a sound choice for a real empire! I suppose revolutions are accompanied by some morale gains, but that may be due to the overthrow of a bad political system rather than the novelty of a new one. Anyway …

City maintenance is largely about controlling Prosperity (how many citizens your city gets, which determines how many districts you can sustain) and Harmony (how often the city’s border expand). Prosperity, especially, is extremely
important early on, and likely the reason why I lost my first game – I didn’t understand how to affect it at all.
But the thing is that the system is exclusively focused on growth. Once you have more citizens than city-cells, you can have heavy food shortages and high pollution without any penalty, really.

This may be a good thing when the number of cities gets too high, but feels rather unsatisfying, to me.


Combat in Pax Nova has an initial phase with ground units clearing planets of weak monsters and nests and investigating “points of interest”. This is fine, and it adds some variety to the early game while your cities are still
too small and your cities too weak.

Once you get onto full-on war, however, it became a lot less interesting. Most units are melee and most units counter-attack. Which means that combat quickly became just about dumping units onto enemy cities without much need for
planning or strategy. This is, again, related to the economy – different units have different costs in terms of money and labor (which affects how many turns they take to deploy). However, with a sufficiently large economy, you can
ignore labor entirely so that every unit takes a single turn to deploy. If money is not a problem, you can just spam outposts (mobile buildings that can be used to build units outside of a city) around enemy cities and spam units
until the enemy capitulates.

The types of units are apparently quite varied, but mostly have the same amount of moves per turn and, as I said before, most are melee-based.
There are different types of weapons and armor which may be optimized in multiplayer, but they didn’t really play any role in my game.


Ok, finally, there’s space. This is supposedly the highlight of the game, what distinguishes from most other land-based 4X games. What role does it play?

Well, not as much as you’d expect. Space is largely identical to land-based gameplay, except that you don’t create space cities. Instead of tanks you must build space ships. Instead of city mines you build mining ships, and so on.
You can establish space outposts to create units more easily. Other than that, you move ship around to explore the galaxy and find where other planets are, and there are also “points of interest” and creatures or pirates to kill.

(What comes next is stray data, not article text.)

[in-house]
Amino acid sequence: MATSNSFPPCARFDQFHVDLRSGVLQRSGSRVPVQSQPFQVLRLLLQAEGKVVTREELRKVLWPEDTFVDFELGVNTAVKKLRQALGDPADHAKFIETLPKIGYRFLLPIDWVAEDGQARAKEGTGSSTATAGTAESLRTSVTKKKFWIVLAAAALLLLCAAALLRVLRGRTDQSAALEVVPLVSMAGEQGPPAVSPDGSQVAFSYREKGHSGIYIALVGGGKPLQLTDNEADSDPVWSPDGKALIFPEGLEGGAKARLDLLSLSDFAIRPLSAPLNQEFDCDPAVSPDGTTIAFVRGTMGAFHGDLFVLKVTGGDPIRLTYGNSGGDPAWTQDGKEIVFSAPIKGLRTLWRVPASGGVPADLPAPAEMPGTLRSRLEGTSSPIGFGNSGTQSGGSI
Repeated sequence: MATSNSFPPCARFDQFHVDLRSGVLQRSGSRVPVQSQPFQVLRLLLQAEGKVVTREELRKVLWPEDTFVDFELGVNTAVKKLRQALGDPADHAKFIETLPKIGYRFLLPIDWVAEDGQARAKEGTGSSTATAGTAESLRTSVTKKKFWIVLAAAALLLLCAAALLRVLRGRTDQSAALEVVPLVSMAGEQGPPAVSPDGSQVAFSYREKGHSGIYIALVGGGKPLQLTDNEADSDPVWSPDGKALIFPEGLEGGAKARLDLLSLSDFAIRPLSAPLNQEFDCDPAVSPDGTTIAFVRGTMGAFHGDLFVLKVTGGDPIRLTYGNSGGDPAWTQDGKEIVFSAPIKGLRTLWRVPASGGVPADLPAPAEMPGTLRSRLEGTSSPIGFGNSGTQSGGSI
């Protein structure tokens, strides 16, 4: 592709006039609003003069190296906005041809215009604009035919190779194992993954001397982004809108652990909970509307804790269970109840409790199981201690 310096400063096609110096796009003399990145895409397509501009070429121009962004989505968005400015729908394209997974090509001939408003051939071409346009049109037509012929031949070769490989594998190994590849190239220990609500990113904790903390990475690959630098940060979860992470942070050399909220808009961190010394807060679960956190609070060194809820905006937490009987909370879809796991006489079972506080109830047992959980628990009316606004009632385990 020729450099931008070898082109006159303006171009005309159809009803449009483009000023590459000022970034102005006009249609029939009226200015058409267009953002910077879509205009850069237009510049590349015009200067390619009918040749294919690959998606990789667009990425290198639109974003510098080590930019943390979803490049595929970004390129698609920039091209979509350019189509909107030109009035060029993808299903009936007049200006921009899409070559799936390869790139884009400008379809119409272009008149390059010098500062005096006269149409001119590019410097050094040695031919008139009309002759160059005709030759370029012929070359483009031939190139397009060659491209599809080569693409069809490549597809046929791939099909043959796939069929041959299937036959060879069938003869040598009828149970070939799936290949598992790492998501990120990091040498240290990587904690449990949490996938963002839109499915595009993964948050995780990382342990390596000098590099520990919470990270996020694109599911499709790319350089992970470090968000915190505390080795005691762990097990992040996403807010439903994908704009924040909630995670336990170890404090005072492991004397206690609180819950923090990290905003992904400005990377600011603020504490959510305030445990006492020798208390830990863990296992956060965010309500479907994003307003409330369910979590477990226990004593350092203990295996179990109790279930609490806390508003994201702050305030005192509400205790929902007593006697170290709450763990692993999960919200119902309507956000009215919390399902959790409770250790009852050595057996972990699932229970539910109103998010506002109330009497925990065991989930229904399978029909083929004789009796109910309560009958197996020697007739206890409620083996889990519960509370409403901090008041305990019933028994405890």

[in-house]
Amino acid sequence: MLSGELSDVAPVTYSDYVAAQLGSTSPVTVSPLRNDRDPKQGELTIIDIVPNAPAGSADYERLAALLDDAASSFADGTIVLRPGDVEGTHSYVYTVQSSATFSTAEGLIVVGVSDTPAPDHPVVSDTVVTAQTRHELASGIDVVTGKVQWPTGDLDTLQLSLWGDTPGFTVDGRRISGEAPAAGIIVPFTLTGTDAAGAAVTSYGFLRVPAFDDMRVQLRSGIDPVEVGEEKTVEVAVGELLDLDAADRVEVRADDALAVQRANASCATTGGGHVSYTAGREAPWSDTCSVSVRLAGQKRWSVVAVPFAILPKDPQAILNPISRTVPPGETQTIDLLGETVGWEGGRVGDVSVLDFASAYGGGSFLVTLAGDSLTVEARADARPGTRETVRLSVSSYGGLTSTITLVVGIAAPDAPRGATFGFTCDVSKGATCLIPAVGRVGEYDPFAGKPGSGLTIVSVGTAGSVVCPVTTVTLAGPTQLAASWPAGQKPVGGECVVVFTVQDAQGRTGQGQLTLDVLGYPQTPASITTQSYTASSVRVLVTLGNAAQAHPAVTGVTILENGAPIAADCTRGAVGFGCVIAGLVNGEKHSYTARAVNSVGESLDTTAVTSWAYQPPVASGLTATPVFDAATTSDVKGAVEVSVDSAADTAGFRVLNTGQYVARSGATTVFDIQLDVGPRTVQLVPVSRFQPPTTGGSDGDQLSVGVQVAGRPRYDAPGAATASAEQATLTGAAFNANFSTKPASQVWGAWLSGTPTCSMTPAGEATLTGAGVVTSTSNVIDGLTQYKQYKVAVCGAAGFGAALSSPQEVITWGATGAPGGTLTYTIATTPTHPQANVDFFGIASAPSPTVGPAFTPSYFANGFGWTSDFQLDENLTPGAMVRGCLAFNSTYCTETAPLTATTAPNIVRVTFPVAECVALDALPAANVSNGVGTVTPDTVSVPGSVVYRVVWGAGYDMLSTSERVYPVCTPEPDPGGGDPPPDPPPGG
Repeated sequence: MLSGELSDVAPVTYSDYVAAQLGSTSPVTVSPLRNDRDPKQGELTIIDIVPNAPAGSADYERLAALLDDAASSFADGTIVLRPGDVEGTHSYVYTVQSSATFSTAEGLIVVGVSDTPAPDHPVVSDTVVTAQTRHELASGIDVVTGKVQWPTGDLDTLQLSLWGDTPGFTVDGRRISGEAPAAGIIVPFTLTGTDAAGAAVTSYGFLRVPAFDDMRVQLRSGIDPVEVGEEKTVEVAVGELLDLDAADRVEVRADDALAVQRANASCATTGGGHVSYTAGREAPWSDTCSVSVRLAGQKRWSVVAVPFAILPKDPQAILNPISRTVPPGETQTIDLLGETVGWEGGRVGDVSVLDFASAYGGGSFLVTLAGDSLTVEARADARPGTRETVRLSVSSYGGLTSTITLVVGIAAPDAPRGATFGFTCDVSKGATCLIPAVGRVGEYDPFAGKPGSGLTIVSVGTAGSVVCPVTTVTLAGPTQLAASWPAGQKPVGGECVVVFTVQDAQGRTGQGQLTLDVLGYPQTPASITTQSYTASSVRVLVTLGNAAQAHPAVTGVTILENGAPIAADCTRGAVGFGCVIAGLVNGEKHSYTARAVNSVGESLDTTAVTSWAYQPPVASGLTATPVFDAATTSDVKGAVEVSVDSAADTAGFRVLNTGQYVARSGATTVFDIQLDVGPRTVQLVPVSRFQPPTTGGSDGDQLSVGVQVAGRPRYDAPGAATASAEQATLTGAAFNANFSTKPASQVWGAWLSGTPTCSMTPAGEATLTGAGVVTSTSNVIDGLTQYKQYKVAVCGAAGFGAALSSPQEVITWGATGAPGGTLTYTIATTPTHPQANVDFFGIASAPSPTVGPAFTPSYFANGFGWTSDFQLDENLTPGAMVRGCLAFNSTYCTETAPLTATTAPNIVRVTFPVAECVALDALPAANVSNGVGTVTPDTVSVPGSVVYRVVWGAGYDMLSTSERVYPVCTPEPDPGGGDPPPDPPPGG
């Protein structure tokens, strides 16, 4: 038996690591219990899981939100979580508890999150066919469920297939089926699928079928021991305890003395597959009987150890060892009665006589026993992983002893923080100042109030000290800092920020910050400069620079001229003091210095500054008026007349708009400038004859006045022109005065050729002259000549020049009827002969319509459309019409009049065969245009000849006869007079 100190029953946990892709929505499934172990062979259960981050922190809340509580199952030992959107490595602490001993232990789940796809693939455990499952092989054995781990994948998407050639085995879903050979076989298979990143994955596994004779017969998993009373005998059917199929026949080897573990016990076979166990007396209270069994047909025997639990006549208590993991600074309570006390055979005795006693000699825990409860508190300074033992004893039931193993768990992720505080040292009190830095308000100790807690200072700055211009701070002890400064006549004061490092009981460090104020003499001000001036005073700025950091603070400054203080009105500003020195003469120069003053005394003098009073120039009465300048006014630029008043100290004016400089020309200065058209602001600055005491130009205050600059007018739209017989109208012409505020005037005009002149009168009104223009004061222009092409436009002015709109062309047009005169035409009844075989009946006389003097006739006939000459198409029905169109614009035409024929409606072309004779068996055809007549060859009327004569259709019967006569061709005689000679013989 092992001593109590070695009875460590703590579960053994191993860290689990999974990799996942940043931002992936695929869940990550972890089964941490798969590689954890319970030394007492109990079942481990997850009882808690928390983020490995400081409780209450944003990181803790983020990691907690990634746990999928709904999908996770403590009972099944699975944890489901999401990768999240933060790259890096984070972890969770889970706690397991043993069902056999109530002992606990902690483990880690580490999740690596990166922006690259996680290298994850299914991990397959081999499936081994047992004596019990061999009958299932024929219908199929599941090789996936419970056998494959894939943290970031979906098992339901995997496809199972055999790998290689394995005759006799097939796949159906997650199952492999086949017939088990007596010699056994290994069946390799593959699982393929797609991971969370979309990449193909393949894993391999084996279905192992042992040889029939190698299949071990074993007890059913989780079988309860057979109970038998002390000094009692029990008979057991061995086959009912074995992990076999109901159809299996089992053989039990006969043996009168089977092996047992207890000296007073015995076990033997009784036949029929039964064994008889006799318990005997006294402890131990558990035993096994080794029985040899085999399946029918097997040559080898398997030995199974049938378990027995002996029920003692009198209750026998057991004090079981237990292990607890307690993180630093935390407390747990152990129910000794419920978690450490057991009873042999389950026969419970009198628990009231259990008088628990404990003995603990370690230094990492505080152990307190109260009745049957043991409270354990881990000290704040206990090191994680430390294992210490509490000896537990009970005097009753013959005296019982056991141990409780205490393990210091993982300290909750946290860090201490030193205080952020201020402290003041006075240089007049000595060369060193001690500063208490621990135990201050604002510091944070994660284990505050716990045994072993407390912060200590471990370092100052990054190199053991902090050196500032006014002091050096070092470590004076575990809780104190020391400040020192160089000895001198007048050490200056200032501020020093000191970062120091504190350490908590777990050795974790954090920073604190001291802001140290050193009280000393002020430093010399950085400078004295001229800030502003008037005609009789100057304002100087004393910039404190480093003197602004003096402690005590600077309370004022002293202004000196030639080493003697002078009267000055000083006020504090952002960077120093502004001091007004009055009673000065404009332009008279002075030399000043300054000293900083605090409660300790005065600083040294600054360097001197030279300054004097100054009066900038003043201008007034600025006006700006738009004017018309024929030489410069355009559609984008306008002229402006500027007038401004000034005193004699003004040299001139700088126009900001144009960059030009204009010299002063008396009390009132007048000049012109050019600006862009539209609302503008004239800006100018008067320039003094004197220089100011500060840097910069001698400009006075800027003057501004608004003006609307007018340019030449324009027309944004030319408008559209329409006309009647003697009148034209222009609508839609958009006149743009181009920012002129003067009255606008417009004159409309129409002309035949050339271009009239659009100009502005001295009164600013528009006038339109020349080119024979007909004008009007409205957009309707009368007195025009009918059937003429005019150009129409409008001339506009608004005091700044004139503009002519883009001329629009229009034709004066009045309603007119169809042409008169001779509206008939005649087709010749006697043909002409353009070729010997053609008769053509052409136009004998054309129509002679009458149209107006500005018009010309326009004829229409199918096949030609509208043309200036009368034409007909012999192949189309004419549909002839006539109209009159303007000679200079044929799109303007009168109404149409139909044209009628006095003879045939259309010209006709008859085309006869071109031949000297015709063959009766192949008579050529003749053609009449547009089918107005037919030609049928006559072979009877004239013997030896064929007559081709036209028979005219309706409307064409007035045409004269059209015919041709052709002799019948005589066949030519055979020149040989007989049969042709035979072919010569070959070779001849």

Overall, space is like a hub world for the planets. It doesn’t add anything qualitatively different to the game.

Pax Nova is a two-layer 4X game, but the space-layer is a poorer version of the land-layer.
You can attack planets from the outside by sending ships to land on it, but you can’t control where you land, ships move rather slow on land, and seemed weaker than ground units, for the most part. So it doesn’t seem to be a viable
strategy to attack planets from the outside.

Mostly, I used the space-layer to find new planets (empty or with other factions) and settle there before starting a war.
There wasn’t any large scale space battles or anything. There wasn’t any grand scale building in space, or interesting technology.

It more or less replicated the land systems with somewhat lesser detail.

That said, it still seems to change the structure of the game in a fairly fundamental way. Instead of a single game “board”, you now have many. This can make it easier or harder to attack certain factions.
It would be too early to dismiss the space component as a gimmick – it doesn’t bring anything truly new to the table, as far as I can tell, but it may still change how the game is played in practice!


The easiest way to describe Pax Nova is as a 2-layer 4X game. Instead of a single game board, you now have many, combined with a hub-like space layer.
There are some balance problems when playing against the AI, but several or those may not matter at all in multiplayer.

I have essentially no experience in the genre, so the nuances of gameplay (compared to other games) likely went completely over my head. That said, I enjoyed learning the game.
If you have some curiosity about the genre, you can probably enjoy Pax Nova. If you are a veteran of the genre, I’d encourage you to look elsewhere for a more appropriate review.

Pax Nova doesn’t seem to shake the foundations of 4X games, but it is still an enjoyable experience.